Japan's massive Kaguya lunar orbiter stands poised to launch spaceward this week on a mission that, researchers hope, will unlock the secrets of the moon. Equipped with a veritable arsenal of science instruments and two baby satellites, the three-ton moon probe is set to liftoff from Japan early Friday (Local Time) on a one-year mission to Earth's nearest neighbor.
"The Japanese people are very interested in this mission," said Shinichi Sobue, Kaguya's science coordinator and public outreach for the Japan Aerospace Exploration Agency (JAXA). "Kaguya, or SELENE, is our first mission for really observing the moon."
HAVING flooded the globe with cheap cars, flat-screen TVs and electronic gadgetry, Japan has apparently tired of exporting its technology to planet Earth.
Yesterday, at 10.31am, it became the first Asian nation to send its wares to the moon in a lunar probe, blasting a three-tonne orbiter called Kaguya into space, and opening the way for a new space race with China and India.
After four years of setbacks, the Japanese H-2A rocket carrying Kaguya finally lifted off into blue skies over the Pacific island of Tanegashima. The 21-day journey marks the start of a year-long mission that Japan hopes will strike a first blow against China's rapidly expanding space ambitions.
Japanese scientists say the 55 billion yen ($A568 million) project is the biggest and most technically challenging mission to the moon since the US Apollo program ended in 1972.
But Japan has "no military factors in mind" as it peers over its shoulder at its rival, says Shinichi Sobue, senior engineer at the Japan Aerospace Exploration Agency (JAXA). "We want to give children dreams."
China is expected to send its Chang'e-1 satellite to the moon by the end of the year and aims to land an unmanned vehicle by 2010. India, which will launch its Chandrayaan-1 satellite next year, hopes to put a man on the moon by 2020.
America's Lunar Reconnaissance Orbiter and LCROSS satellites are also scheduled to leave for the moon next year, while Russia plans to launch its Luna-Glob satellite in 2012.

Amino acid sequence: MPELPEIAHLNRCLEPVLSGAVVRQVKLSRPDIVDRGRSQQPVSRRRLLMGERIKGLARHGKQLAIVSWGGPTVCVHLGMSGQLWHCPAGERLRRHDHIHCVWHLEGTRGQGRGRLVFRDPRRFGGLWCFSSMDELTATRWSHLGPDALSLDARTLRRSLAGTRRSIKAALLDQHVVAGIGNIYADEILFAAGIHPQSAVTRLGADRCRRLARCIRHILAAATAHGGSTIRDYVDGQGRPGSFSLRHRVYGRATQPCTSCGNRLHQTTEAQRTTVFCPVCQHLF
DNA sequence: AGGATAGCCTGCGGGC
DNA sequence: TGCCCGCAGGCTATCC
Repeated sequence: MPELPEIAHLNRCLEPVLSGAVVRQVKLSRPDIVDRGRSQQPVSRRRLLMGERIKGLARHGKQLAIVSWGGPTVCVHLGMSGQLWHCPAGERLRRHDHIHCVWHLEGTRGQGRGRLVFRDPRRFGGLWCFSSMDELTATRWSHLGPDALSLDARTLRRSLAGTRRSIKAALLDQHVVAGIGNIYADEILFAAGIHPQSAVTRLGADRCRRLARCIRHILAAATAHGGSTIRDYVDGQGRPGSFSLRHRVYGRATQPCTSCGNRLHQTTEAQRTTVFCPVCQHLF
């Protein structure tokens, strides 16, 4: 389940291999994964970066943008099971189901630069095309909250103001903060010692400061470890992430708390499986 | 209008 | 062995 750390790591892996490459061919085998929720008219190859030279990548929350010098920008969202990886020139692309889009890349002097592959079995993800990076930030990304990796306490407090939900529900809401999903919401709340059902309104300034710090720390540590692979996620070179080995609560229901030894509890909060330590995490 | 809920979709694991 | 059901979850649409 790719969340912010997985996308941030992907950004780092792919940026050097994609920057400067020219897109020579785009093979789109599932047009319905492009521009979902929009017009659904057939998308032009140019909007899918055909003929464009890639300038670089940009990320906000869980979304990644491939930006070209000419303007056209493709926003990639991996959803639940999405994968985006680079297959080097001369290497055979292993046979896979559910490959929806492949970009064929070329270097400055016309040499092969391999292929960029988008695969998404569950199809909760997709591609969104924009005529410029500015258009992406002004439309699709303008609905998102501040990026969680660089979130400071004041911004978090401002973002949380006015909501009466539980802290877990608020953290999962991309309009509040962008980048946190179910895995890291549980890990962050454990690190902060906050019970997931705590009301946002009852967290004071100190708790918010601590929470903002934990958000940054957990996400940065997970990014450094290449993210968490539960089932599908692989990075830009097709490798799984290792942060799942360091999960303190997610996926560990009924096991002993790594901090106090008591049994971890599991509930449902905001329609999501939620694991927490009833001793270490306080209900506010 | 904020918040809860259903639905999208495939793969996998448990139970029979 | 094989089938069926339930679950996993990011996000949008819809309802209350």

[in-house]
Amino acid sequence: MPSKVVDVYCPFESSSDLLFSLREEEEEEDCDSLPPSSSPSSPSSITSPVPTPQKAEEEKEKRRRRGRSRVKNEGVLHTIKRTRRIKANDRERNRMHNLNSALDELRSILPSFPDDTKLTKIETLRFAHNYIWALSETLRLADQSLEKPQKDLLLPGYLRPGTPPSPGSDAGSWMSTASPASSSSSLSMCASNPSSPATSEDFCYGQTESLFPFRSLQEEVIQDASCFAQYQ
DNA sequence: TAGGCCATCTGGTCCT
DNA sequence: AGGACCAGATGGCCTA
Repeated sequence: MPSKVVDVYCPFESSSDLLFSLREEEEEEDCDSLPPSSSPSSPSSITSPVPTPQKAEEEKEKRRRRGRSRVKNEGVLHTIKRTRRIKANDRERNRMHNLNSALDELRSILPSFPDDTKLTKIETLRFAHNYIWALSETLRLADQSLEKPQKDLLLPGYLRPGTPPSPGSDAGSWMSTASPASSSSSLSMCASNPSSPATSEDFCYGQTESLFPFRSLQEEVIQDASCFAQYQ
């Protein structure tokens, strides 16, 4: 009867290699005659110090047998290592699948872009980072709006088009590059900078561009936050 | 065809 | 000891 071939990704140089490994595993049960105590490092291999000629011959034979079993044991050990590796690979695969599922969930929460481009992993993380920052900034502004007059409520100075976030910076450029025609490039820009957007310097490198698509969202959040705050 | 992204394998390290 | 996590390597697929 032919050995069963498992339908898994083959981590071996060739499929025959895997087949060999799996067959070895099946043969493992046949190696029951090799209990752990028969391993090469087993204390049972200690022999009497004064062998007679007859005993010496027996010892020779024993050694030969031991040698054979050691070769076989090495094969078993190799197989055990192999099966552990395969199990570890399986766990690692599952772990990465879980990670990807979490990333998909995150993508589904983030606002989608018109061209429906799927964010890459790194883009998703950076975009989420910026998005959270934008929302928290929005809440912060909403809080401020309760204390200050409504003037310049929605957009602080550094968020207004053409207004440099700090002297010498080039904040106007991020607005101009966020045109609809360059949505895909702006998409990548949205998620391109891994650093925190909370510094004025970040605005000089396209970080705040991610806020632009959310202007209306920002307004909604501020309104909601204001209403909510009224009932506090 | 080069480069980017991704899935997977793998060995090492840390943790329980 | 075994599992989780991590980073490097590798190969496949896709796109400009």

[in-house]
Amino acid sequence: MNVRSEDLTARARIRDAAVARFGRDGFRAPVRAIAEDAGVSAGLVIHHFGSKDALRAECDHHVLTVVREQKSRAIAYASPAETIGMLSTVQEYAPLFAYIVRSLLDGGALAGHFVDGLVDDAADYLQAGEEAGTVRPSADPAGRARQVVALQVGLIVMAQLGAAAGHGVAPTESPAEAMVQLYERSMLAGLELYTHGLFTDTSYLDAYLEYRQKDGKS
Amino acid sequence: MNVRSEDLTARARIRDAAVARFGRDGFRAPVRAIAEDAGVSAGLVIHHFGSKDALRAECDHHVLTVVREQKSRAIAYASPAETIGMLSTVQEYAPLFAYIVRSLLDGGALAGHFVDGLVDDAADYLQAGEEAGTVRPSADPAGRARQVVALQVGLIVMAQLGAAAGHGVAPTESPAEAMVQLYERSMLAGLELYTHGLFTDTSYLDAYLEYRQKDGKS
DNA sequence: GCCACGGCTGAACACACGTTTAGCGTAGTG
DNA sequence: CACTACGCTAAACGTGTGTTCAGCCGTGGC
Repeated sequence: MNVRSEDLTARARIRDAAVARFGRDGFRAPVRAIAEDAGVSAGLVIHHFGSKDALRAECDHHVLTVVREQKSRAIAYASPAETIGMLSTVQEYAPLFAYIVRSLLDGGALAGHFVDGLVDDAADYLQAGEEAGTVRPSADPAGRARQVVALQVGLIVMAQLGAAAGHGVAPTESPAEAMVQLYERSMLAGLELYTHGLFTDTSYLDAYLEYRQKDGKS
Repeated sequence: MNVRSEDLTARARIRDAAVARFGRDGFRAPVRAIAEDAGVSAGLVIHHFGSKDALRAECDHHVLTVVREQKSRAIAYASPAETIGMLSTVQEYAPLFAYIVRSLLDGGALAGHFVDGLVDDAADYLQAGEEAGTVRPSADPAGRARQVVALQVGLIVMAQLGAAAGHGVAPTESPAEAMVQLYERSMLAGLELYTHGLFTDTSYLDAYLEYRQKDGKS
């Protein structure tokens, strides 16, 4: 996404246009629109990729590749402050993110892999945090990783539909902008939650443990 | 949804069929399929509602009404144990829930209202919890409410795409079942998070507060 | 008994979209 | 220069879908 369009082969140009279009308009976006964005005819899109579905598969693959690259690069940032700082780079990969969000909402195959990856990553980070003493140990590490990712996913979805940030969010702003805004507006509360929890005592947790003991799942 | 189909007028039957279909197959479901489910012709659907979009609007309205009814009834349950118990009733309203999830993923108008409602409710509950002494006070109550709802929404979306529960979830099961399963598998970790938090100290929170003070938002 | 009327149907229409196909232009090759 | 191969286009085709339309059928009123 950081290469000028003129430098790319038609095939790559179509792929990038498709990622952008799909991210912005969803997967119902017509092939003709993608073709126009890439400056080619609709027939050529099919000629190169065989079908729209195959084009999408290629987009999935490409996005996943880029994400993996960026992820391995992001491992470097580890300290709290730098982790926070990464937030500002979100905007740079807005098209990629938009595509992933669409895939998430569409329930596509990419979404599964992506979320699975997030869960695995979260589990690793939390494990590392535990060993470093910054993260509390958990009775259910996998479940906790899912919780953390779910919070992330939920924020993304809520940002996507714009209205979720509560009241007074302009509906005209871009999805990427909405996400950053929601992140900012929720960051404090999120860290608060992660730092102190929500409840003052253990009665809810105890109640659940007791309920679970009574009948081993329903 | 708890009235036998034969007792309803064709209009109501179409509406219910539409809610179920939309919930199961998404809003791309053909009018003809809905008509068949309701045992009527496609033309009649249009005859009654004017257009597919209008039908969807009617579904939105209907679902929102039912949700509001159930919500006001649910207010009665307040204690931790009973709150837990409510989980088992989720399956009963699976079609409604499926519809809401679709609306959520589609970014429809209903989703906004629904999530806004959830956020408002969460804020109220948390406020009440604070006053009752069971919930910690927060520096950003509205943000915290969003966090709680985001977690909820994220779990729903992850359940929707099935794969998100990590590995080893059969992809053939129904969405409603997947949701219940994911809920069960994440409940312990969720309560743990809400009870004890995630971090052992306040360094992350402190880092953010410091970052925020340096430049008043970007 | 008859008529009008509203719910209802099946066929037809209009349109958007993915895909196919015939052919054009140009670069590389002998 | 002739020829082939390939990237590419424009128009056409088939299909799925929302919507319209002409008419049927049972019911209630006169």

Scientists from the agency hope that Kaguya, named after a moon-dwelling princess in an old Japanese folktale, can shed light on several mysteries of the moon that remain unexplored.
The lunar explorer separated from its 53-metre-tall rocket 45 minutes after blasting away from Earth, while flying through skies over Chile, and will orbit the Earth twice before making a 380,000-kilometre voyage to its only natural satellite.
As it orbits the moon from 100 kilometres, Kaguya's orbiter, two 50-kilogram satellites, and 14 observation instruments will survey the sphere's distribution of elements and minerals, map uncharted polar areas, measure gravity fields and study the surface for clues about its evolution.
A high-definition television camera will send back images of the Earth as it rises from the moon's horizon.
Australian scientists from the University of Tasmania will use a 26-metre Mount Pleasant radio telescope, south-east of Hobart, to aid one of Kaguya's experiments. Along with other radio telescopes, it will track the lunar probe's position and use the information to make accurate measurements of the lunar gravitational field.
Dr Simon Ellingsen, from the university's school of mathematics and physics, said new information about the gravitational field could be used to test theories about how the planets in our solar system formed.
The Kaguya voyage will be Japan's first trip to the moon since 1990, when it launched the failed Hagoromo orbiter. The following year it sent the Hiten spacecraft, but it was only able to measure dust particles in the atmosphere.
Although China and India are expected to overtake Japan in the battle for space supremacy, the Kayuga project is the most ambitious of the present round of missions.